NetWorker Blog

Commentary from a long term NetWorker consultant and Backup Theorist

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Maybe I’m just an old Unix hack…

Posted by Preston on 2009-12-13

In the land of Dilbert, I’d probably be obligated to wear suspenders and have my socks pulled up past my knees, but ultimately I think I’m becoming an old Unix hack. Why?

  • Not because of my disdain for Windows. (Though that probably helps.)
  • Not because of my passion for Linux. (I have little in that regard.)
  • Not because of my rigid adherence to a particular Unix platform. (Used to be Solaris, now Mac OS X.)
  • Because of my ongoing use of vi.

I’ve been using Mac OS X now since 2005. The date is fairly well fixed in my head simply because it happened about a month after 10.4 (Tiger) was released. It’s also fixed in my head since I’ve never been as productive on a computer as I am on a Mac.

The Mac has changed a lot of my workflows, but the one thing that it hasn’t changed is the absolute automatic way I lunge for vi whenever I need to edit text, source code, etc. Now, I’ll admit I have the absolutely fantastic BBEdit program from Bare Bones Software. I even use it a lot of the time for in-depth coding across a lot of files. I’d certainly recommend anyone doing lots of software development on the Mac outside of Xcode to buy a license.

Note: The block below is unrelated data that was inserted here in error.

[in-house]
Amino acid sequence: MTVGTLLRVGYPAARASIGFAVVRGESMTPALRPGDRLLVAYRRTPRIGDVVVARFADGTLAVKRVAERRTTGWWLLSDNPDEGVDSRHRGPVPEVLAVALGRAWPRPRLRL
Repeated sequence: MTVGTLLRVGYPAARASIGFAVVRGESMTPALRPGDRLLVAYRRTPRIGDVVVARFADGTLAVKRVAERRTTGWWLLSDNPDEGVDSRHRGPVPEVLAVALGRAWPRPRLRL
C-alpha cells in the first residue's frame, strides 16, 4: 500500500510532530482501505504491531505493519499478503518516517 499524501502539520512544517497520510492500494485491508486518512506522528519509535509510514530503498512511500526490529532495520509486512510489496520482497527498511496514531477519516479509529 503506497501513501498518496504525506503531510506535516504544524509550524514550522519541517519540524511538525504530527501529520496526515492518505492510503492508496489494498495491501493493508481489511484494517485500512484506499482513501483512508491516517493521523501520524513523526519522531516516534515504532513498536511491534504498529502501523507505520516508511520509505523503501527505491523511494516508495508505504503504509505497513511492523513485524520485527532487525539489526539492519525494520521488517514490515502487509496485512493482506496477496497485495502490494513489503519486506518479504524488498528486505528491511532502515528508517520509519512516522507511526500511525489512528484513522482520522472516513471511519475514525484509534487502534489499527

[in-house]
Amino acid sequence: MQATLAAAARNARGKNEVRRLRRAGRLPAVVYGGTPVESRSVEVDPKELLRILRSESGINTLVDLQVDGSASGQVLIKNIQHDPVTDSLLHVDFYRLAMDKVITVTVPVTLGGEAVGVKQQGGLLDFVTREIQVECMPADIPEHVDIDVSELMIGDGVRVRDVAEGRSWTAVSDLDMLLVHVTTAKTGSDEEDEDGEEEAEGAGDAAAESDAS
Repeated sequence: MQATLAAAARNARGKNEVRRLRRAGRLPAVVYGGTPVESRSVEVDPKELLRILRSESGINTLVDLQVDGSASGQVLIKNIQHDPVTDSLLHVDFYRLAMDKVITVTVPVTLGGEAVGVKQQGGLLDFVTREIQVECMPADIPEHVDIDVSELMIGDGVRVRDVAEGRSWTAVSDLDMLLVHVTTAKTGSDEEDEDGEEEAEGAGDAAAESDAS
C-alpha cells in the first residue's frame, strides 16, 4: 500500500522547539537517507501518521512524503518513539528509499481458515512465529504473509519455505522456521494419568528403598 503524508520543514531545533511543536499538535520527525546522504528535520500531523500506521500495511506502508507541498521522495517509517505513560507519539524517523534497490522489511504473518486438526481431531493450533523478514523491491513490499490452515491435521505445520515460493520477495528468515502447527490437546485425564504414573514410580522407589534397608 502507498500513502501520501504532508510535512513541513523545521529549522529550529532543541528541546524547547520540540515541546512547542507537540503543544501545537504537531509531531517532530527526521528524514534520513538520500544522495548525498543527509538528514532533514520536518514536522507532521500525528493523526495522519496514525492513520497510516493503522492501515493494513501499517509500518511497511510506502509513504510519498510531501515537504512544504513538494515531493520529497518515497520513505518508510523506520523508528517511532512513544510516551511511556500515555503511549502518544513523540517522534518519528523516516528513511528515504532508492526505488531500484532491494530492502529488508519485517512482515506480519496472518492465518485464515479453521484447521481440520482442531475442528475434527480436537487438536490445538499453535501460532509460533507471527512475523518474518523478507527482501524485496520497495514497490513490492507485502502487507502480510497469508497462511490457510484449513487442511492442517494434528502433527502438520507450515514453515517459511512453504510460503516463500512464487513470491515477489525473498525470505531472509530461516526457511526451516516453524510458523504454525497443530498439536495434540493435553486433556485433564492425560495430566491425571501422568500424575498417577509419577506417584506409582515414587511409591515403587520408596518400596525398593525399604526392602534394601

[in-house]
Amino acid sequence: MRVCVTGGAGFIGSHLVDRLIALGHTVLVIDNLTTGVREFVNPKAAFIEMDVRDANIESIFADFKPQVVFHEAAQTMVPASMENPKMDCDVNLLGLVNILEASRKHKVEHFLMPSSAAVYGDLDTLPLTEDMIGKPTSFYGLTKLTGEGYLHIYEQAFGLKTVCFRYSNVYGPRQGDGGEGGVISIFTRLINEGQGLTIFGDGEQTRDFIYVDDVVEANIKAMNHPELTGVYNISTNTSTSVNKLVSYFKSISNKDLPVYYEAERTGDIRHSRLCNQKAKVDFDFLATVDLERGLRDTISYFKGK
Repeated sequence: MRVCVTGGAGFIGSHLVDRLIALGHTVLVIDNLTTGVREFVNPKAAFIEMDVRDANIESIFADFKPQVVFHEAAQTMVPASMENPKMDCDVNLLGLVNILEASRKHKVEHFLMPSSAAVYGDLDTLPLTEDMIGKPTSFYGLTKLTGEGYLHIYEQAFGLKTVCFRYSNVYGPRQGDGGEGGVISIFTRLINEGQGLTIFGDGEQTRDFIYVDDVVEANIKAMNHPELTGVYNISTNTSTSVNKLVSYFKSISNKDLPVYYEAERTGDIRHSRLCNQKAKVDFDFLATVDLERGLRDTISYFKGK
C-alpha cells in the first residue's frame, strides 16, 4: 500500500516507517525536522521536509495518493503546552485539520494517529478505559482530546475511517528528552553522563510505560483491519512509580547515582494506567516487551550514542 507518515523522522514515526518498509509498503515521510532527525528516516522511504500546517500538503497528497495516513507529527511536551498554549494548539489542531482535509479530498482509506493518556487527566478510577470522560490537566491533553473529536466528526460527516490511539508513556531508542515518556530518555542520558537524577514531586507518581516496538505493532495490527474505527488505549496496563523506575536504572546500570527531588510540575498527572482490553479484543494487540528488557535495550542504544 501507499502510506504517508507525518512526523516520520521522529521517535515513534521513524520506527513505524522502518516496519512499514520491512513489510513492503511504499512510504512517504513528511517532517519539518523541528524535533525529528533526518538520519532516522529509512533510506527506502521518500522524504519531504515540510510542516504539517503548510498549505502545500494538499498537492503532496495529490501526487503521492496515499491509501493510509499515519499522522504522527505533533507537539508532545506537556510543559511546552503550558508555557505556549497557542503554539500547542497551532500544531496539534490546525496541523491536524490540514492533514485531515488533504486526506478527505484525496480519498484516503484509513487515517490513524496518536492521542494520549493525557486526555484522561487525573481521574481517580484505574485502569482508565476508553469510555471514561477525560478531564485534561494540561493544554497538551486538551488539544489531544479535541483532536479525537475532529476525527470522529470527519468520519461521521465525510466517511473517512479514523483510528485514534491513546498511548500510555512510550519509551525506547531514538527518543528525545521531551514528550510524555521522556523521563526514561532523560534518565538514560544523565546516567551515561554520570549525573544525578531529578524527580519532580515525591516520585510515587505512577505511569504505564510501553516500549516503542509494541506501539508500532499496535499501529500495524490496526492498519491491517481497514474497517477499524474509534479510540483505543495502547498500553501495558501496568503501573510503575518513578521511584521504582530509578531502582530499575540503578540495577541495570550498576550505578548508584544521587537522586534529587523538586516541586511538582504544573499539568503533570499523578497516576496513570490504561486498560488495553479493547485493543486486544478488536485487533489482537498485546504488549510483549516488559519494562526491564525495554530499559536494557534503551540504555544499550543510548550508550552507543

But it’s never what I open first when I need to edit a file. There’s something so spartan and uncomplicated about vi. (Which incidentally is probably why emacs just never appealed. It was never spartan or uncomplicated – at least in my opinion.)

I know it’s arcane. The idea of a editor mode and a control mode freaks a lot of people out. The use of freaky control commands that make WordStar look like the Paragon of User Interface Design take a lot of getting used to. Yet, whenever I’m in Word, or OpenOffice*, or even BBEdit, I still find myself automatically trying to type in vi search and replace commands. (Hint to any Bare Bones product manager that stumbles across this. Please please, pretty please, can we get a “vi” mode in BBEdit?)

To me, and I know a lot of Mac users out there will probably have a conniption in response to what I’m going to say: vi is a lot like Mac OS X. It’s like a butler. It doesn’t jump up and down and pester you every 5 minutes (like Windows) about what you want to do, or that you’ve got an icon not being used on your desktop, or that a new network was found, or any other garbage like that. It just hangs back, lets you work, and jumps to your assistance when you want it.

Call me an old Unix hack if you want, but I can’t go a day without vi. Being able to do things such as the following:

(esc) :.,$s/^/insert into blah(x) values(‘/

(esc) :.,$s/$/’);/

Is for some reason vitally important to my ability to work productively. Heck, I even use vi in NetWorker, thanks to default editor settings and nsradmin‘s response to the keyword ‘edit’ on Unix platforms.